Introduction: Career preparation in residency training is not standardized. Scholarly tracks have emerged in emergency medicine (EM) residencies to allow specialized training in an area of focus. The characteristics of these tracks and their value and impact on resident career choice are unknown. We aim to describe the current state of scholarly tracks in residency training programs and their association with pursuit of an academic career.
Methods: Program leaders at EM training programs completed an online survey consisting of multiple-choice items with free-text option. Additionally, participants completed a matrix of dropdown items identifying the immediately chosen post-residency position and applicable track of each member of their graduating class. Descriptive statistics were calculated and reported for multiple-choice items. We performed comparative statistics using chi-squared and Wilcoxon rank-sum tests. Free-text responses were analyzed using a thematic approach.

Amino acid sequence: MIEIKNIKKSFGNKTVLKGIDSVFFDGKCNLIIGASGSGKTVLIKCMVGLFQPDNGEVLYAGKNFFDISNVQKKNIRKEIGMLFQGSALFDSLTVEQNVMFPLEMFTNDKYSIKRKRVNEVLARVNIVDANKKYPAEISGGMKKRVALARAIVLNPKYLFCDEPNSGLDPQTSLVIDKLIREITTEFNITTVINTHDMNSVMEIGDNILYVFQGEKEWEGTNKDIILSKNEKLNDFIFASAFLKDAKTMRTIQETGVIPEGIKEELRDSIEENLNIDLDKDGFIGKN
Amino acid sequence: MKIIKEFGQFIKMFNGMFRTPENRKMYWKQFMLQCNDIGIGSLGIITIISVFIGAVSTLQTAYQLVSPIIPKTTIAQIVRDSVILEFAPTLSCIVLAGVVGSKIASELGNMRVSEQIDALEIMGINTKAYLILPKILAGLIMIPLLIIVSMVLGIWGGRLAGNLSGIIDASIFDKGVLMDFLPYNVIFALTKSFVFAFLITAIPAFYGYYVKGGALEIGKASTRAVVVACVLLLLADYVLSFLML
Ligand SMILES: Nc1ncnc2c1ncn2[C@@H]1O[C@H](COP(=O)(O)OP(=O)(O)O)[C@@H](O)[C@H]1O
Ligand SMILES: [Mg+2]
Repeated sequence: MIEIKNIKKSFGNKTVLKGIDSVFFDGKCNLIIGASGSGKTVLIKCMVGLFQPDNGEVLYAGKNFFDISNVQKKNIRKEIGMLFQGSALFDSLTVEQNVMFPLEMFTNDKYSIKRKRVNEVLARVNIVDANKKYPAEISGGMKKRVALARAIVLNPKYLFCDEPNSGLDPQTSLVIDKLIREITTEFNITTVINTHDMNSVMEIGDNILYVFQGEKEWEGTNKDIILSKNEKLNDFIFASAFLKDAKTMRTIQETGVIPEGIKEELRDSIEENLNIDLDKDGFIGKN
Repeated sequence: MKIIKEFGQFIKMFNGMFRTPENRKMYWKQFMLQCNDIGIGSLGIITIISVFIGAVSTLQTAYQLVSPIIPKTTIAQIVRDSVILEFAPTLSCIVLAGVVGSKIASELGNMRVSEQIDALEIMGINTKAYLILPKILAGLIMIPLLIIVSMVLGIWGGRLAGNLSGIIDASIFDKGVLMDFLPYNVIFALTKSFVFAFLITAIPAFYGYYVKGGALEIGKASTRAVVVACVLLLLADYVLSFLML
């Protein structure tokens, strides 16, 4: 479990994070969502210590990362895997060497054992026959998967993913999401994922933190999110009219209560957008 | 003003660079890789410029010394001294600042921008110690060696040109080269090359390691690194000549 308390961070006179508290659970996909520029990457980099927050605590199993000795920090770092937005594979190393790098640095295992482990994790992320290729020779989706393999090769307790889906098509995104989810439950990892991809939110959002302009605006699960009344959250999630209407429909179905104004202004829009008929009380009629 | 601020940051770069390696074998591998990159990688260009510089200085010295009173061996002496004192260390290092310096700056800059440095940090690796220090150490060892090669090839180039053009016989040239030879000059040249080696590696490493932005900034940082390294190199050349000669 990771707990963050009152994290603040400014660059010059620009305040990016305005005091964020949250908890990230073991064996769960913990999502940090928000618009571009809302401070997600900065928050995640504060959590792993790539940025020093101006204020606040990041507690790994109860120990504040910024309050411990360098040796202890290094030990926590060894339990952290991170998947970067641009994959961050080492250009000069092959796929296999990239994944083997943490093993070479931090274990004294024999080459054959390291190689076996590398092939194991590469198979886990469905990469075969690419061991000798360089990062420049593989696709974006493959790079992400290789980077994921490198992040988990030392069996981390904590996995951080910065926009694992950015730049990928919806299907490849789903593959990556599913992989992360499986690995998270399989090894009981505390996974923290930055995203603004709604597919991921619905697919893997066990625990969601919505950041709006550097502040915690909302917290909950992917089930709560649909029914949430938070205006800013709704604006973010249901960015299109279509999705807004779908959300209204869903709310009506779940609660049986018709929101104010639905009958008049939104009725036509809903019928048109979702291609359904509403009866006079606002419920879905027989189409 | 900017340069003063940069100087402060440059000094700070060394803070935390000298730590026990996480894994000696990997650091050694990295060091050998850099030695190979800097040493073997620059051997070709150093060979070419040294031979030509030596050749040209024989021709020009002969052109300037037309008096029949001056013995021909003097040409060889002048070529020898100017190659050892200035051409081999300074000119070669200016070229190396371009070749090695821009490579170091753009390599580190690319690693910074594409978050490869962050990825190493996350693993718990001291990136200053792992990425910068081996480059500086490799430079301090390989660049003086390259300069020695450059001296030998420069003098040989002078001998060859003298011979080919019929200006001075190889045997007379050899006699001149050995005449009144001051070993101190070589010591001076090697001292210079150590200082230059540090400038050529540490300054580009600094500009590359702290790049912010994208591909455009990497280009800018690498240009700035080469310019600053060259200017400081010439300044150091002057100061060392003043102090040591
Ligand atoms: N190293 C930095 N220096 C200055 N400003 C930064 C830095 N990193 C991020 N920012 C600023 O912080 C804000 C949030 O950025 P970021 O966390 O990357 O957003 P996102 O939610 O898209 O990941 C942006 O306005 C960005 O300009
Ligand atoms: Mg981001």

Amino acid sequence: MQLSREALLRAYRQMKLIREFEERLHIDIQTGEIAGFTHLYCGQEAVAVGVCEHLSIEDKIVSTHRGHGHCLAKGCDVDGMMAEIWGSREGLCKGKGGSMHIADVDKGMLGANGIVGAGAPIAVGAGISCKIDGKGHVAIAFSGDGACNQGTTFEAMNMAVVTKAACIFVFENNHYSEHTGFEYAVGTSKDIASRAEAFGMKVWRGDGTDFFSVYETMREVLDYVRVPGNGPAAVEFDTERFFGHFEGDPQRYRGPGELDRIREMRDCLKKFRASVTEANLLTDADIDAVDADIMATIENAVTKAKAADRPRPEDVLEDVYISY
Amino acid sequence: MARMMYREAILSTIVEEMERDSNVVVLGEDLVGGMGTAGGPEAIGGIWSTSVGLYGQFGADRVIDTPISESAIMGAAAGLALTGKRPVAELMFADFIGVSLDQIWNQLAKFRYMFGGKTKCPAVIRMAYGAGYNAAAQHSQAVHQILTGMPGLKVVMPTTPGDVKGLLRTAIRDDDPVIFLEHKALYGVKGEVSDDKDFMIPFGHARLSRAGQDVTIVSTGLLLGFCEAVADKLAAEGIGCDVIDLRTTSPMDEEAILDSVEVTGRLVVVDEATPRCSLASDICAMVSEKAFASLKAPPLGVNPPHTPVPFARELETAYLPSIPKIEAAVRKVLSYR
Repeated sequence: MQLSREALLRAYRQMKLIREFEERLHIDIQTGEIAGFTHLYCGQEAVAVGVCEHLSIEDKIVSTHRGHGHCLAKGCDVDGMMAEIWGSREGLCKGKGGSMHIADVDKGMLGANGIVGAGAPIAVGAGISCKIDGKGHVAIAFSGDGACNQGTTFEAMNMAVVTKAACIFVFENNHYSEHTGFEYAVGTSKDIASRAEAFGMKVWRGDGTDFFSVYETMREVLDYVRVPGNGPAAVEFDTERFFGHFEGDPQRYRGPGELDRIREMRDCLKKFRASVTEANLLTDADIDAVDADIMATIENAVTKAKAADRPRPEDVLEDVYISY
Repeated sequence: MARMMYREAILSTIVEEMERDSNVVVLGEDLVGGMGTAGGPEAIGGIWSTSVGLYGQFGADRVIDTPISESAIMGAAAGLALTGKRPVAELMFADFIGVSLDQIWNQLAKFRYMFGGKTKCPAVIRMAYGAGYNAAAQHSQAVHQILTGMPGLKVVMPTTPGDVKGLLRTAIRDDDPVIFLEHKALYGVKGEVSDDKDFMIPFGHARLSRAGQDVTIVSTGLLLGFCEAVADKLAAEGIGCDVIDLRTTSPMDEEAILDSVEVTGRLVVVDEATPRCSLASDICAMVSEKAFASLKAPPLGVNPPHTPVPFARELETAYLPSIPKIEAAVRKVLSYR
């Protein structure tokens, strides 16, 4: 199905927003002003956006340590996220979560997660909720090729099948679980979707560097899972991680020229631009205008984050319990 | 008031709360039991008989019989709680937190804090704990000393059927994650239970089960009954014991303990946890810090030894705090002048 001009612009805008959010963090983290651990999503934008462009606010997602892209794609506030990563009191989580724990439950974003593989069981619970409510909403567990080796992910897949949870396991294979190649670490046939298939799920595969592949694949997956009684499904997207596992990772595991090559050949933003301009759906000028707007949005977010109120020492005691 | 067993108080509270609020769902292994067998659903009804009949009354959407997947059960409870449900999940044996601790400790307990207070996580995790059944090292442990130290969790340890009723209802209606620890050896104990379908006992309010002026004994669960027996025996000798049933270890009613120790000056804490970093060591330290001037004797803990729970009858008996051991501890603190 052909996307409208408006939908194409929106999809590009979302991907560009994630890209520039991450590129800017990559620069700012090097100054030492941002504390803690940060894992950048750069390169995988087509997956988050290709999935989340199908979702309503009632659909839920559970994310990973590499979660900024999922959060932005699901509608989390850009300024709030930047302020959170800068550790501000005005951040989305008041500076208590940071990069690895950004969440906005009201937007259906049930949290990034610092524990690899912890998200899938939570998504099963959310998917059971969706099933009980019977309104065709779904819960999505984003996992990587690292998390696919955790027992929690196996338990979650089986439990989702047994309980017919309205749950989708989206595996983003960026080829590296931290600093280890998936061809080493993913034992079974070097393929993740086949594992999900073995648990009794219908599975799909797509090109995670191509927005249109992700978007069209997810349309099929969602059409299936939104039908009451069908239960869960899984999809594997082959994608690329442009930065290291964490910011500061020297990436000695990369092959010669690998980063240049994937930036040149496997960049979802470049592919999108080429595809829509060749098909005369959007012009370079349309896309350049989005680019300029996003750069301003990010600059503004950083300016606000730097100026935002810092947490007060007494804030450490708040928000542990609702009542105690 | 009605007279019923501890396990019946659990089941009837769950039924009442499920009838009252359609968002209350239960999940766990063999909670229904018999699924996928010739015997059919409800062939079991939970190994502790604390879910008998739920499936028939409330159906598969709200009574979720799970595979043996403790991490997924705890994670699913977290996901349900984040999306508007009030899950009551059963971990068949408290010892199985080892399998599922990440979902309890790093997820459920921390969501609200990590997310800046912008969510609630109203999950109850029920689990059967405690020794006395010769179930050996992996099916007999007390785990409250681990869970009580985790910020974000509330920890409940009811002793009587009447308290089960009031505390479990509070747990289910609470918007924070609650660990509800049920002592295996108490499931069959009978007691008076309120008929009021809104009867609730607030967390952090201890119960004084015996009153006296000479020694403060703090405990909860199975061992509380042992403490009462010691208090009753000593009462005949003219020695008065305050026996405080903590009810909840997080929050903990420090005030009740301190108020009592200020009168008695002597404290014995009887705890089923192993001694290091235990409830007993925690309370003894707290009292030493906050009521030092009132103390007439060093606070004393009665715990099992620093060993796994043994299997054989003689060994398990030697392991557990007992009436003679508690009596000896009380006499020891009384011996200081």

Results: 113/157(72%) programs participated, 51 with and 62 without tracks. Tracks were more common in four-year programs (odds ratio [OR]=4.8;[2.0-11.9]) and larger programs (chi-sq, p=0.001). Perceived benefits of tracks from programs with them included advanced training (46/50; 92%), career guidance (44/50; 88%), mentorship (44/50; 88%), and preparation for an academic career (40/50; 80%). Residents often participated in a single track (37/50; 74%) usually during their later residency years. Programs with tracks were more likely to graduate residents to an academic career, OR 1.8;[1.3-2.4].
Conclusion: This study describes the current characteristics and perceptions of scholarly tracks in EM residencies. Scholarly tracks are associated with an academic position immediately following residency. The results of this study may inform the development and use of scholarly tracks in residency training programs.